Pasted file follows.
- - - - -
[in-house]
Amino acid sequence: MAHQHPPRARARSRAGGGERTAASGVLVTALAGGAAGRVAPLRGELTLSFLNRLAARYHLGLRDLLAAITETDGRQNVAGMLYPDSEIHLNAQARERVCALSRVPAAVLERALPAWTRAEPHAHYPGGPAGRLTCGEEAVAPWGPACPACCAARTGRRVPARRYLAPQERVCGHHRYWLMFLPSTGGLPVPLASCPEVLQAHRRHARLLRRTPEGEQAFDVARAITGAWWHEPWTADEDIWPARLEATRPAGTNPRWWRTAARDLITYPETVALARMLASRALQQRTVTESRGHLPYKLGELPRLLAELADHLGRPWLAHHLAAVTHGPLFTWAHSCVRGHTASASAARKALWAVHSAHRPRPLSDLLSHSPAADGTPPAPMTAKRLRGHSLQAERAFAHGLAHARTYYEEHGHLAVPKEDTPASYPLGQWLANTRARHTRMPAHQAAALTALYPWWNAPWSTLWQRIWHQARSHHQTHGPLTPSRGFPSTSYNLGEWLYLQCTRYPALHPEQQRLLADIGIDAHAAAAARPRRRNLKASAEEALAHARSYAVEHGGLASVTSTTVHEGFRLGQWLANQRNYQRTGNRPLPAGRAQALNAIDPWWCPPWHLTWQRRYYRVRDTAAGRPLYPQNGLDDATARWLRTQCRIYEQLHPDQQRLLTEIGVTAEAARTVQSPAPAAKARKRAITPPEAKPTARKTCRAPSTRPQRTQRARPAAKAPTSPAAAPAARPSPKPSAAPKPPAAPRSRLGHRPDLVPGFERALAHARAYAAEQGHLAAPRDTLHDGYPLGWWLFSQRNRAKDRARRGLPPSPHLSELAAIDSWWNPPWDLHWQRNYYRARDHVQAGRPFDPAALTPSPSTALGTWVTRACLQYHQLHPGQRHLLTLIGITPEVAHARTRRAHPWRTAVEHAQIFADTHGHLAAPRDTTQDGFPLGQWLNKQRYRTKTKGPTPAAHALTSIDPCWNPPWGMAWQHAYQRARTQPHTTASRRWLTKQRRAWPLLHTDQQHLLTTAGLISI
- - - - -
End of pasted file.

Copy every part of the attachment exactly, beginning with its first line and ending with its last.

[in-house]
Amino acid sequence: MAHQHPPRARARSRAGGGERTAASGVLVTALAGGAAGRVAPLRGELTLSFLNRLAARYHLGLRDLLAAITETDGRQNVAGMLYPDSEIHLNAQARERVCALSRVPAAVLERALPAWTRAEPHAHYPGGPAGRLTCGEEAVAPWGPACPACCAARTGRRVPARRYLAPQERVCGHHRYWLMFLPSTGGLPVPLASCPEVLQAHRRHARLLRRTPEGEQAFDVARAITGAWWHEPWTADEDIWPARLEATRPAGTNPRWWRTAARDLITYPETVALARMLASRALQQRTVTESRGHLPYKLGELPRLLAELADHLGRPWLAHHLAAVTHGPLFTWAHSCVRGHTASASAARKALWAVHSAHRPRPLSDLLSHSPAADGTPPAPMTAKRLRGHSLQAERAFAHGLAHARTYYEEHGHLAVPKEDTPASYPLGQWLANTRARHTRMPAHQAAALTALYPWWNAPWSTLWQRIWHQARSHHQTHGPLTPSRGFPSTSYNLGEWLYLQCTRYPALHPEQQRLLADIGIDAHAAAAARPRRRNLKASAEEALAHARSYAVEHGGLASVTSTTVHEGFRLGQWLANQRNYQRTGNRPLPAGRAQALNAIDPWWCPPWHLTWQRRYYRVRDTAAGRPLYPQNGLDDATARWLRTQCRIYEQLHPDQQRLLTEIGVTAEAARTVQSPAPAAKARKRAITPPEAKPTARKTCRAPSTRPQRTQRARPAAKAPTSPAAAPAARPSPKPSAAPKPPAAPRSRLGHRPDLVPGFERALAHARAYAAEQGHLAAPRDTLHDGYPLGWWLFSQRNRAKDRARRGLPPSPHLSELAAIDSWWNPPWDLHWQRNYYRARDHVQAGRPFDPAALTPSPSTALGTWVTRACLQYHQLHPGQRHLLTLIGITPEVAHARTRRAHPWRTAVEHAQIFADTHGHLAAPRDTTQDGFPLGQWLNKQRYRTKTKGPTPAAHALTSIDPCWNPPWGMAWQHAYQRARTQPHTTASRRWLTKQRRAWPLLHTDQQHLLTTAGLISI